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We all know the feeling: You’re on your way to an important business meeting (even a job interview) and then you end up stuck in a traffic jam. An hour later, you’re already late and you find out that the disruption was caused by some company digging up the roads. Then you think to yourself “Deja vu! I could have sworn traffic was held up by another road-digging crew yesterday, and the day before.” (NB: I don’t know the feeling, I don’t drive and I live on campus at university and secondly, WHY ARE YOU DRIVING IN LONDON? Tube, bus, maybe bike- but then I forget that you can’t be seen on the modes of transport of the masses even if it means sitting for such a length of time that you get a clot the size of your heart… IN YOUR LEG[Sorry for complaining, I understand perfectly]).

This is an example of a negative externality. Negative externalities occur when the market does not lead to the socially optimum price level and output level. Negative externalities arise when the private costs of a good are lower than the social costs (private costs+external costs) leading to a lower price level (as only private costs are recognised by the market) and thus to overproduction of a “bad” which leads to inefficiency and reduction in public welfare (does harm to society or reduces the overall good to society of having cars).

In this case the social costs would include the business deals or jobs that would be lost if everyone that was held up was late to work, their job interview or their meeting and can be estimated quite easily (I won’t) in monetary terms; this is the opportunity cost (to society) of sitting in a car for four hours instead of working. Other social costs include the pollution (smog, CO2 and other gases) from thousands of idly-running cars everyday; affecting the health of those in the area (passengers, drivers, pedestrians, road-diggers, those who live nearby) as well as contributing to climate change; and noise pollution. Even though these costs are quite difficult to estimate monetarily, it doesn’t mean they don’t matter, we shouldn’t try to,  or that it is impossible to. For instance, costs of pollution can be estimated from the costs to treat or cure people who get respiratory problems mainly explained by constant exposure to gases emitted from vehicles.

One way to reduce social costs is for regulators (usually government) to do their job and regulate. Issuing directives on the amount of CO2 and other gases that cars can emitforcing manufacturers to produce less emitting cars and more efficient ones; banning the use of leaded-petrolwhich emits lead (lead poisoning) into the atmosphere; even possibly, requiring manufacturers to make sure their cars are not louder than X decibels.

Another way of reducing externalities (which I think is more efficient as it works through the market) would be for government to raise the private costs of the good to meet the social costs so that the new market equilibrium is at the point where social costs equals social benefits (socially optimum point). This can be done by the government taxing goods with externalities; the new car tax bands are an example- car taxation based on CO2 emittedby the car aiming to make people buy less emitting cars.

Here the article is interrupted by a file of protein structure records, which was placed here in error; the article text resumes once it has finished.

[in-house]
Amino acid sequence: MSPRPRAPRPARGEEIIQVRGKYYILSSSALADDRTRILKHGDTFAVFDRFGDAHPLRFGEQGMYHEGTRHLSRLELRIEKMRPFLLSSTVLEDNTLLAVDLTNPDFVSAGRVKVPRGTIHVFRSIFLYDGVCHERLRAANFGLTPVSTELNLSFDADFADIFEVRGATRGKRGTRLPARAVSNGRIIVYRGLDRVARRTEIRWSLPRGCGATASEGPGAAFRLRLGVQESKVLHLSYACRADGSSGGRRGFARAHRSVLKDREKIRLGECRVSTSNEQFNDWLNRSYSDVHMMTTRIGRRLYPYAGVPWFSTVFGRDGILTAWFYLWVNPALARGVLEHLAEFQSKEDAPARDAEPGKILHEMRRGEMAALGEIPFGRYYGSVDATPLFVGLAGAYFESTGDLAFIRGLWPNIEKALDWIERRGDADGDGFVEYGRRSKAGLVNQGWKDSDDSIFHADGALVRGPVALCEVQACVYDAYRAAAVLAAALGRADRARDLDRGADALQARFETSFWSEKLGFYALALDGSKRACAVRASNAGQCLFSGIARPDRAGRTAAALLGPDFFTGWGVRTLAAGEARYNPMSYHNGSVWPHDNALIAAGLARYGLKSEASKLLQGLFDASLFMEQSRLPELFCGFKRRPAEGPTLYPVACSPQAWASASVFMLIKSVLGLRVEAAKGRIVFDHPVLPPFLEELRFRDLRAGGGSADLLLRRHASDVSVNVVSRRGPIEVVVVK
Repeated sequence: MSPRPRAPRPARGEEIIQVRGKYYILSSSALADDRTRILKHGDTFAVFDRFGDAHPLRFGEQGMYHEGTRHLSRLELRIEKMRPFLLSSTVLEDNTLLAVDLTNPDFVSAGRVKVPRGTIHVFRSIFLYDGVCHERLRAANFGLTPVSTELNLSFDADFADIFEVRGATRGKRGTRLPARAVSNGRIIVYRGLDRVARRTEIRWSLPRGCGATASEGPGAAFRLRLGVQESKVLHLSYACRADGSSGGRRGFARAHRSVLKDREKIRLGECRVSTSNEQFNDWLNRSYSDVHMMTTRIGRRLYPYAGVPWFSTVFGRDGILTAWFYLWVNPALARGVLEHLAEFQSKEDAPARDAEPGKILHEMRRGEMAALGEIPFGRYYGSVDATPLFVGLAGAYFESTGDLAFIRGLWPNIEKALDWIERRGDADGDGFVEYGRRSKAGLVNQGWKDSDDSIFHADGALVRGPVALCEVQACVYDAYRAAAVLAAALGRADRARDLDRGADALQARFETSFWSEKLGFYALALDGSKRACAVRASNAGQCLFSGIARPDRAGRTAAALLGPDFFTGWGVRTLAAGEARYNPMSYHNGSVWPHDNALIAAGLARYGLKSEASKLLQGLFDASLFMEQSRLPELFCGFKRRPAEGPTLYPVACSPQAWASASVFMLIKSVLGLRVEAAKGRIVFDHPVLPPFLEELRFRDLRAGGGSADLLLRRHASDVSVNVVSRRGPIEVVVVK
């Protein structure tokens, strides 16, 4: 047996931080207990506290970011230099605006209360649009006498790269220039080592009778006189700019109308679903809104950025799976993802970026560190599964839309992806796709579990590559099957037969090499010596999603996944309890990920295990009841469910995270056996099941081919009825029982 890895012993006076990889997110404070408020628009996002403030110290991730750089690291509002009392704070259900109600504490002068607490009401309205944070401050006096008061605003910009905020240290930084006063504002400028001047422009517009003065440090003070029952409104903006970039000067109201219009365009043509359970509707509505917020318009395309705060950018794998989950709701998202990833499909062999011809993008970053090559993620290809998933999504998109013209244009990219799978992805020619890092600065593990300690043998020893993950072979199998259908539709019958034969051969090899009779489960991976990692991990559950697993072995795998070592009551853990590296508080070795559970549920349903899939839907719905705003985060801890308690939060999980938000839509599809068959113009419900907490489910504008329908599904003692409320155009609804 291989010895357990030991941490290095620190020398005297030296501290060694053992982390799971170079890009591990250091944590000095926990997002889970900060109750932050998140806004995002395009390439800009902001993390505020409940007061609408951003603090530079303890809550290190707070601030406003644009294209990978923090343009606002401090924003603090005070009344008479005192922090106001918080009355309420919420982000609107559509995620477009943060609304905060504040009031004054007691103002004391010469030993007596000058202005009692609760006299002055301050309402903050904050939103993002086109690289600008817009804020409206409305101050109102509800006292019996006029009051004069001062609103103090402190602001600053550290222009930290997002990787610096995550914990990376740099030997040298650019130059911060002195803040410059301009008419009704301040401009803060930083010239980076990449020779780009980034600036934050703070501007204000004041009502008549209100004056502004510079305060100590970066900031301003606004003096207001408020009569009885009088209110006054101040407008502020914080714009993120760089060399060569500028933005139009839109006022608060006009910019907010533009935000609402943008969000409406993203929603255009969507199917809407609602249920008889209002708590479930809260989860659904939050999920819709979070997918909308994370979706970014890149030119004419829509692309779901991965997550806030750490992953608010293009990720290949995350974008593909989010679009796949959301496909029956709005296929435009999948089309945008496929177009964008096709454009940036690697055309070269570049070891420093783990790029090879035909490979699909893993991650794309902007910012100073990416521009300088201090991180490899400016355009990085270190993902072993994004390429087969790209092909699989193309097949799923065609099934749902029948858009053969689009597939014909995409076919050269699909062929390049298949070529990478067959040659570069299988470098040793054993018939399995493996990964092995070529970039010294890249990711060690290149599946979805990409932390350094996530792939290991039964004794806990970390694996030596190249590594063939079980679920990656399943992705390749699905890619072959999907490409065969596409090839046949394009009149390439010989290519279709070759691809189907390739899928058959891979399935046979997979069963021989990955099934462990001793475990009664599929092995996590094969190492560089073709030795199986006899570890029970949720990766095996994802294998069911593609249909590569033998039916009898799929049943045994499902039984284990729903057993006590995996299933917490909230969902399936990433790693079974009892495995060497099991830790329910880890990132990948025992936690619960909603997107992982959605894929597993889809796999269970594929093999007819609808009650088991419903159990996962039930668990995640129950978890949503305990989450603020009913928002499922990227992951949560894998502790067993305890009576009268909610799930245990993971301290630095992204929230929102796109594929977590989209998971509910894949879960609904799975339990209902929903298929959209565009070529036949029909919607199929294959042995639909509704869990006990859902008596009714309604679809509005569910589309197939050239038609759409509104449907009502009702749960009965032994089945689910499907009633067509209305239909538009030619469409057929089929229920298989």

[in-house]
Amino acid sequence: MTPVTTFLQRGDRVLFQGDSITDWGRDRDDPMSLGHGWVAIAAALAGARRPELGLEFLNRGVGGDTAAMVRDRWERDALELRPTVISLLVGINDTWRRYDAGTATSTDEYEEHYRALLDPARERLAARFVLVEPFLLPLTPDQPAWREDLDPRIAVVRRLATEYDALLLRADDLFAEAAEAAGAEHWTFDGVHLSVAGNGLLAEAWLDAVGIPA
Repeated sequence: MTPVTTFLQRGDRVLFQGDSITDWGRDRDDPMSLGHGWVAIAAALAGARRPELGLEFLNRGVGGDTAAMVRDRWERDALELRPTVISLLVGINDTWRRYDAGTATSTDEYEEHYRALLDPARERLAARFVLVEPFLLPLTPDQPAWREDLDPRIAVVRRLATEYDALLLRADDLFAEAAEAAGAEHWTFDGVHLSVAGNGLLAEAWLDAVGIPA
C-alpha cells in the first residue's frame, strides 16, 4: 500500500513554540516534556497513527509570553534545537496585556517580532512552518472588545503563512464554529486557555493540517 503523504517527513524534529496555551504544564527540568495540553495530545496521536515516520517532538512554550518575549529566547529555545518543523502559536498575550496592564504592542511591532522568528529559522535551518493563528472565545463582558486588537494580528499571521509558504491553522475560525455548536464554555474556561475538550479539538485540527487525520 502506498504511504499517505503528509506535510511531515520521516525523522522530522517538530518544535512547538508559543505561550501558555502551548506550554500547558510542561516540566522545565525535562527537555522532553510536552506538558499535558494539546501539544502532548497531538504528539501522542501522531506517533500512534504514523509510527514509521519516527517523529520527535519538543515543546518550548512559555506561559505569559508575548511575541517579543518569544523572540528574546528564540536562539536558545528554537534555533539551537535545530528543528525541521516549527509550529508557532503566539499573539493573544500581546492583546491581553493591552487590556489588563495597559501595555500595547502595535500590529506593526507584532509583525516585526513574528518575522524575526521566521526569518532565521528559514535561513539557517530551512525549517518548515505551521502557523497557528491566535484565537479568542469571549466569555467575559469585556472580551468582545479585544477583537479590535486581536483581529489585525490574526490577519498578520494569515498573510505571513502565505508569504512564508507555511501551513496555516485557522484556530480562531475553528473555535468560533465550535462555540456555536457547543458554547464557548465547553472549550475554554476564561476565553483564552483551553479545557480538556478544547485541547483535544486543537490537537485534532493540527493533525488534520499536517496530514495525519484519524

I first heard the term social engineering used to describe this type of government intervention some days ago in this Robert Frank NYT article(he writes about global warming, but the theme is transferable) which is unsympathetic to that view and tries to show that it is not a crime against individual liberty to tax harmful goods that some people gain satisfaction from consuming (h/t Mark Thoma):

…Although both proposals pass muster within the Coase framework, conservatives remain almost unanimously opposed to the cap-and-trade proposal approved last year in the House… Much of this opposition is rooted in a passionate distaste for “social engineering”…

But social engineering is just another term for collective action to change individual incentives. And unconditional rejection of such action is flatly inconsistent with the Coase framework that conservatives have justifiably celebrated. …

In the case of global warming, markets fail because we don’t take into account the costs that our carbon dioxide emissions impose on others. The least intrusive way to have us weigh those costs is by taxing emissions, or by requiring tradable emissions permits. Either step would move us closer to the conservative/libertarian gold standard — namely, theoutcome we’d see if there were perfect information and no obstacles to free exchange.

Finally, back to the issue I started with. There was an article in the Guardianabout plans for the government to price and coordinate the road-digging/traffic disruption timetable in London (SHOCK, HORROR- GOVERNMENT) so as to reduce disruption and Londoner’s frustration. “Oh, I thought the government caused the disruption with too much regulation just like it causes everything?” No the private utilities did because they could. No regulation and no costs meant they could dig up the roads whenever they felt like it.

Summary of “History of Now: The Story of the Noughties”